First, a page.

No reference to a Messiah living several centuries in the future here! The note next to verse 14 says:
The King James Version mistranslates the Hebrew word “almah”, which means “young woman” as “virgin”. (The Hebrew word, “bethulah”, means “virgin”.) In addition, the young woman referred to in this verse was living at the time of the prophecy. And Jesus, of course, was called Jesus — and is not called Emmanuel in any verse in the New Testament.
Then in the very next chapter of the book of Isaiah, we read:
Isaiah 8:1 Moreover the LORD said unto me, Take thee a great roll, and write in it with a man’s pen concerning Mahershalalhashbaz. And I took unto me faithful witnesses to record, Uriah the priest, and Zechariah the son of Jeberechiah. 8:3 And I went unto the prophetess; and she conceived, and bare a son. Then said the LORD to me, Call his name Mahershalalhashbaz. 8:4 For before the child shall have knowledge to cry, My father, and my mother, the riches of Damascus and the spoil of Samaria shall be taken away before the king of Assyria.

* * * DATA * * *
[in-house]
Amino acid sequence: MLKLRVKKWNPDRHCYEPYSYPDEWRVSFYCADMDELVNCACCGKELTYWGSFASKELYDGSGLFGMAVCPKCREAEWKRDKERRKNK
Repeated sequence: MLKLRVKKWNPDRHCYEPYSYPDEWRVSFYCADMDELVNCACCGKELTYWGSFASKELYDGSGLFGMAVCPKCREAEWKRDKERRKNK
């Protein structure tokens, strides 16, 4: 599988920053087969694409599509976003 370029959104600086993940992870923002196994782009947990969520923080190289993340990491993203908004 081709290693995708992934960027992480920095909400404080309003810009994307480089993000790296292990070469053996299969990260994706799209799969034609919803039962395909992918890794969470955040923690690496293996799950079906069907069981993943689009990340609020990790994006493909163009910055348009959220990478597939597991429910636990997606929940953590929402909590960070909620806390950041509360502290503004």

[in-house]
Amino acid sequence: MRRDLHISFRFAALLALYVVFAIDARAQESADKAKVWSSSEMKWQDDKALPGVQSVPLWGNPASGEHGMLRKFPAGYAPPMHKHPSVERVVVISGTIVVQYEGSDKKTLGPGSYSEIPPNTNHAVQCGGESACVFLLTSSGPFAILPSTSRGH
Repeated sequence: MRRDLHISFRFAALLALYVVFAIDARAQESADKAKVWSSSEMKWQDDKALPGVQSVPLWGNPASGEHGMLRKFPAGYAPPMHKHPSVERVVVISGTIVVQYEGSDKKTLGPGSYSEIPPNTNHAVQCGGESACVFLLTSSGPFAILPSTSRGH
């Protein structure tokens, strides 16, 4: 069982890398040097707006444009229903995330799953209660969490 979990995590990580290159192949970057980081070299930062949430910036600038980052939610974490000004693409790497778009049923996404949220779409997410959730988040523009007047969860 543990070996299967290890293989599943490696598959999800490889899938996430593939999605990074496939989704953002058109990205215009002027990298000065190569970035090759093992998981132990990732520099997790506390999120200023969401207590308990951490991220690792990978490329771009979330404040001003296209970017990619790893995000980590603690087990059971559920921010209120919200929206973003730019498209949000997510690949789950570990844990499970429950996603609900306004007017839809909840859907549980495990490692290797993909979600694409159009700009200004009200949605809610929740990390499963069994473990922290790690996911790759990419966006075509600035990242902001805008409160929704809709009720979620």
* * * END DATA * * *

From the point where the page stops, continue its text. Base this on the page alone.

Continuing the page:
So it’s quite obvious now that Isaiah was referring only to his own son, NOT to someone who would be born centuries from now to a virgin. Isaiah’s wife was not a virgin! The word “virgin” was falsely used in the Greek Scriptures (the New Testament) at Matthew 1:23 to apply the prophecy to Jesus, but it was not in the original Hebrew Scriptures. By the way, this debunks the notion that the writer of Matthew’s Gospel was a Jew writing for other Jews, since any actual Jew who knew the original context of Isaiah’s prophecy would have known Matthew was writing outright fraud. This matter would also explain why the Roman Catholic Church was so reluctant for centuries to allow the Bible to be translated from the Latin Vulgate to modern languages. People would have eventually realized the problem with scriptures like Matthew’s gospel and rejected Christianity as a result. And that’s what has happened, pathological liars like Josh McDowell notwithstanding.
No wonder most Jews refuse to become Christians!